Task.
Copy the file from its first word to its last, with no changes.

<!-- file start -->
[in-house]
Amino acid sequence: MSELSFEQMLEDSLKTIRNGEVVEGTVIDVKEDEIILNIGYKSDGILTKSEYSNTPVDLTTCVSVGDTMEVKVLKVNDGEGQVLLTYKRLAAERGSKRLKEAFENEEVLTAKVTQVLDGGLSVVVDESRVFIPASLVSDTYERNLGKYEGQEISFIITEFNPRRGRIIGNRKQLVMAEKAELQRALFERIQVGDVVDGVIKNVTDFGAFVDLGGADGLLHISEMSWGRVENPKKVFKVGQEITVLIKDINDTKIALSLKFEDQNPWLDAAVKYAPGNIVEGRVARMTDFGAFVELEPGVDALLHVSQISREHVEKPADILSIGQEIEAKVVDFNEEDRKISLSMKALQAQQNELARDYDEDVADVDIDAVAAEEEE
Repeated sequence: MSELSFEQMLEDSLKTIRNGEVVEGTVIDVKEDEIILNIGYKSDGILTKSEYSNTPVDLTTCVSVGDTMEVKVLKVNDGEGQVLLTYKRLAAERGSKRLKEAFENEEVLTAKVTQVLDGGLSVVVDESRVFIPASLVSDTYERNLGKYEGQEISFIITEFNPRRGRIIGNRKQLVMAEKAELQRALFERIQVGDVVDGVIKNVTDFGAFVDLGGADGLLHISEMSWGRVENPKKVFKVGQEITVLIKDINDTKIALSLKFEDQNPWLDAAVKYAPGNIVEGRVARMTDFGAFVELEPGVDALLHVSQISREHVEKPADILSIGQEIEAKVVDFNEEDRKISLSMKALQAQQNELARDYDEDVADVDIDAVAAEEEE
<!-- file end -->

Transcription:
[in-house]
Amino acid sequence: MSELSFEQMLEDSLKTIRNGEVVEGTVIDVKEDEIILNIGYKSDGILTKSEYSNTPVDLTTCVSVGDTMEVKVLKVNDGEGQVLLTYKRLAAERGSKRLKEAFENEEVLTAKVTQVLDGGLSVVVDESRVFIPASLVSDTYERNLGKYEGQEISFIITEFNPRRGRIIGNRKQLVMAEKAELQRALFERIQVGDVVDGVIKNVTDFGAFVDLGGADGLLHISEMSWGRVENPKKVFKVGQEITVLIKDINDTKIALSLKFEDQNPWLDAAVKYAPGNIVEGRVARMTDFGAFVELEPGVDALLHVSQISREHVEKPADILSIGQEIEAKVVDFNEEDRKISLSMKALQAQQNELARDYDEDVADVDIDAVAAEEEE
Repeated sequence: MSELSFEQMLEDSLKTIRNGEVVEGTVIDVKEDEIILNIGYKSDGILTKSEYSNTPVDLTTCVSVGDTMEVKVLKVNDGEGQVLLTYKRLAAERGSKRLKEAFENEEVLTAKVTQVLDGGLSVVVDESRVFIPASLVSDTYERNLGKYEGQEISFIITEFNPRRGRIIGNRKQLVMAEKAELQRALFERIQVGDVVDGVIKNVTDFGAFVDLGGADGLLHISEMSWGRVENPKKVFKVGQEITVLIKDINDTKIALSLKFEDQNPWLDAAVKYAPGNIVEGRVARMTDFGAFVELEPGVDALLHVSQISREHVEKPADILSIGQEIEAKVVDFNEEDRKISLSMKALQAQQNELARDYDEDVADVDIDAVAAEEEE